Leave Me Alone
“Bruza”: http://www.myspace.com/bruzamc is one of the most underrated MCs. If he’d come through now, he’d be a phenomenon. When I made the beat, and I heard the song Insomnia by Faithless, and I said to him – think about festivals. Think about where we could go. So everyone can relate when you have a black curtain day, and day when you turn your phone off – everyone can relate to it, so let’s make that emotion but let’s make something for moshing at a festival. I wanted to do something different. I’m not a fan of Faithless, but I like the commercial ones, and I wanted to show what I could do. The synths lead the tune and turned it into a trance tune – the bassline is played live, so I can make the mood change as I go and Bruza feed off the bassline. I also sidechained the synths that punches the compression, that’s what makes that that womp-womp effect – another thing I was late to using!
Think About Me
Instead of an RnB tune I wanted to make an indie tune, so I messed with the vocals. I started scratching and rerecording it in CuBase, and I put weird effects in the Vestaxs, put some more sounds in and Lauren Mason vocalled it in just twenty minutes. Then I manipulated her voice, using chopping and screwing techniques to make it seem like there’s 8 of her on the track, and AudioDamage to give that mangled effect.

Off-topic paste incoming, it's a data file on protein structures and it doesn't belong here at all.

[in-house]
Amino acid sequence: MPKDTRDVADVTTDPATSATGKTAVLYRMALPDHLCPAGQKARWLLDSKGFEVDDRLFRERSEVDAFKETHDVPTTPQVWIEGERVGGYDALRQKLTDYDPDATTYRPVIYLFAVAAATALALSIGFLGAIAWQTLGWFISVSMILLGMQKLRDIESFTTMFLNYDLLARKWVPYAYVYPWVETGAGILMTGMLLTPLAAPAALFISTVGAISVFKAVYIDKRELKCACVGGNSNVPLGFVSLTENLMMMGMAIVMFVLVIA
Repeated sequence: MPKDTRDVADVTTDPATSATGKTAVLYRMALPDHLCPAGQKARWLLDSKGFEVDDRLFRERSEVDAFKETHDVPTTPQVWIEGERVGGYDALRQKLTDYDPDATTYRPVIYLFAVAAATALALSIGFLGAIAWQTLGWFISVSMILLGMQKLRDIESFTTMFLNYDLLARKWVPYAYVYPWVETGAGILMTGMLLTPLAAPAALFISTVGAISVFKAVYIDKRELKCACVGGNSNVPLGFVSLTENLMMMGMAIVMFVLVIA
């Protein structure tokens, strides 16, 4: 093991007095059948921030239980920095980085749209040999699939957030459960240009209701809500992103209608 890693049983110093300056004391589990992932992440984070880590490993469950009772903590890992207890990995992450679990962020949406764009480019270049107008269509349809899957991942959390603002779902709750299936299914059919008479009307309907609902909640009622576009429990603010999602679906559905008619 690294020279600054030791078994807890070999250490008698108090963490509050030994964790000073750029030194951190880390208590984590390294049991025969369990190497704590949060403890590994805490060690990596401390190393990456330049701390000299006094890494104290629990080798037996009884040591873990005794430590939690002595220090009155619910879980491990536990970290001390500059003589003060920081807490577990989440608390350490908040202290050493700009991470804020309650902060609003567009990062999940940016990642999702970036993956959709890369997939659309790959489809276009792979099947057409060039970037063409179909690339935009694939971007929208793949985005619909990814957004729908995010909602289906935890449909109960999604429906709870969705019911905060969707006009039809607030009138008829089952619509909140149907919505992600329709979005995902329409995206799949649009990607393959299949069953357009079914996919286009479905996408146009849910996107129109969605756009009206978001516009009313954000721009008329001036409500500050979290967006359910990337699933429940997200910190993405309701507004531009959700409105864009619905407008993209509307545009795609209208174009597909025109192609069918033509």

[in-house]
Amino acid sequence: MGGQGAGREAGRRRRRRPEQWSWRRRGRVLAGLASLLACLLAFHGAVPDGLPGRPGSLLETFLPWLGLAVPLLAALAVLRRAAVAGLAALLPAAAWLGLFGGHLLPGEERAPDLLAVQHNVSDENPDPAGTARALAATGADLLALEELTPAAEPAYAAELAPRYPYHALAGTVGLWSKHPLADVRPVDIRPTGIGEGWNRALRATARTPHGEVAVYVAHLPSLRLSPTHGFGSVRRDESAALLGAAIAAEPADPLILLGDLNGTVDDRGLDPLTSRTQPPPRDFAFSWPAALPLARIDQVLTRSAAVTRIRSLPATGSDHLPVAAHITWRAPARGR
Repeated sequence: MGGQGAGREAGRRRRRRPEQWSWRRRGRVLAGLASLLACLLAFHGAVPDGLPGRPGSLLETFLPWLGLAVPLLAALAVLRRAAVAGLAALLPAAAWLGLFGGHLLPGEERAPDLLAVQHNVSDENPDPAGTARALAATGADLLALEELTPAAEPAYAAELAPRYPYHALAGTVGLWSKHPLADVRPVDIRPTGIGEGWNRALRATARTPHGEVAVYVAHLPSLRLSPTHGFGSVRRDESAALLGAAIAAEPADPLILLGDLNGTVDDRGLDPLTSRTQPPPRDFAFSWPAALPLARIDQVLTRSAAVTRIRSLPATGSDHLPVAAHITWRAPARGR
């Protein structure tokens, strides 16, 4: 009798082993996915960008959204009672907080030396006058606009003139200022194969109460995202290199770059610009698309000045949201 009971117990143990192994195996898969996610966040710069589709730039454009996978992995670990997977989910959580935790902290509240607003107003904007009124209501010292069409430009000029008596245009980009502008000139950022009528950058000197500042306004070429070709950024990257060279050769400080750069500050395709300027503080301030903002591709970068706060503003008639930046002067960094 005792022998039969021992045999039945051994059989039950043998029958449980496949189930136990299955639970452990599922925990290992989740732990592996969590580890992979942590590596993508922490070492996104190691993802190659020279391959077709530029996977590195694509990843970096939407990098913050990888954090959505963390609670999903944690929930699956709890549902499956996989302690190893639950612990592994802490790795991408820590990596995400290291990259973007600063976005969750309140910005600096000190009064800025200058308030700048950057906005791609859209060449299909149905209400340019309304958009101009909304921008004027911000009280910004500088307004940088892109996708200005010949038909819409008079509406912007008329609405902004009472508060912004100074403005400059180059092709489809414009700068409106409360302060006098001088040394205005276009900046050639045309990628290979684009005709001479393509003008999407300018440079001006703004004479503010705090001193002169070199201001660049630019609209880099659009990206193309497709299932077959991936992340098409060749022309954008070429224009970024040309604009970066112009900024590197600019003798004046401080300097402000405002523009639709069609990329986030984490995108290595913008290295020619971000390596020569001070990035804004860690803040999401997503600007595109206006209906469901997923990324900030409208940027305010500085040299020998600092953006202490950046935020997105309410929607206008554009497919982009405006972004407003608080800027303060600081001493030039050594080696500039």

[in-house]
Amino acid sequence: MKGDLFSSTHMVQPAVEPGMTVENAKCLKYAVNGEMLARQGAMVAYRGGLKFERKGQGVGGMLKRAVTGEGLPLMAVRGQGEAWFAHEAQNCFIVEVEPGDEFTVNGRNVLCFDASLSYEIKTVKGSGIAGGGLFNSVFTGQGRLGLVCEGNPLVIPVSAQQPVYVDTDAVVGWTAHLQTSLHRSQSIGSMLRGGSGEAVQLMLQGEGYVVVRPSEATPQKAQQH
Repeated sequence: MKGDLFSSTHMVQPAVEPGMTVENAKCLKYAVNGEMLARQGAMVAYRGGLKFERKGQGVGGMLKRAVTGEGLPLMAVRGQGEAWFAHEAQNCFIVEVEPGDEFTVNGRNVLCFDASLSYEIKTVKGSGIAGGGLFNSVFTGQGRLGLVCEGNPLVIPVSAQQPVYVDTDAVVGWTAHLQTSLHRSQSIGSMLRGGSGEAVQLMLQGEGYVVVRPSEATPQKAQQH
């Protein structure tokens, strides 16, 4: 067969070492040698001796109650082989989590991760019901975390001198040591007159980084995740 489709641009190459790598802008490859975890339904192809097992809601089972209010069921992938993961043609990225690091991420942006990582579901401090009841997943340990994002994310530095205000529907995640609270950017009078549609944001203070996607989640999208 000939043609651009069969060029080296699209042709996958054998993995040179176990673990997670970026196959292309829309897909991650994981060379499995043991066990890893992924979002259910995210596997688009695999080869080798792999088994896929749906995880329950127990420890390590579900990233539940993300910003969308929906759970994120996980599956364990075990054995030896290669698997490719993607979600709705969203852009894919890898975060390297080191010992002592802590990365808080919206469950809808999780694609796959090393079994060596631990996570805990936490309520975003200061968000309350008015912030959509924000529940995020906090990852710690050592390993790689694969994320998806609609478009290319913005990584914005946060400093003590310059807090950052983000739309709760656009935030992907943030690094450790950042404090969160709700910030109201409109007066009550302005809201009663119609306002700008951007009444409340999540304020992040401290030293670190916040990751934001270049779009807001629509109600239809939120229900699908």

Time To Let Go
That’s me singing on it again. And I used PSP Nitro on that – that was my testament to Kode9. He always tells me to mess it up and change it, so I made this for him. It’s from that early work of mine that’s now called the purple sound. I wanted to make it more aggressive, then I added some warm chords, then I stripped it back again, made a keychange bridge with Steve Wonder-type thing, then made the tune change into a funky drum-track, and kept it morphing and twisting. Showing off, always.
The vocals are sampled from a CD, but off the top of my head, I can’t remember which one – I’ve got 30 physical CDs of samples and literally 2,000 virtual ones. I only use the internet for social networking and downloading various samples. That’s it! The main one is Soundsstoample.com – and I’d rather not say the others! DOK made a tune for my label and I wanted to use the vocal to come in, but then turn into a ravers’ tune. It’s enough to be happy– the rhythm is driving to where it’s going. It’s like getting your coat and leaving on a good note.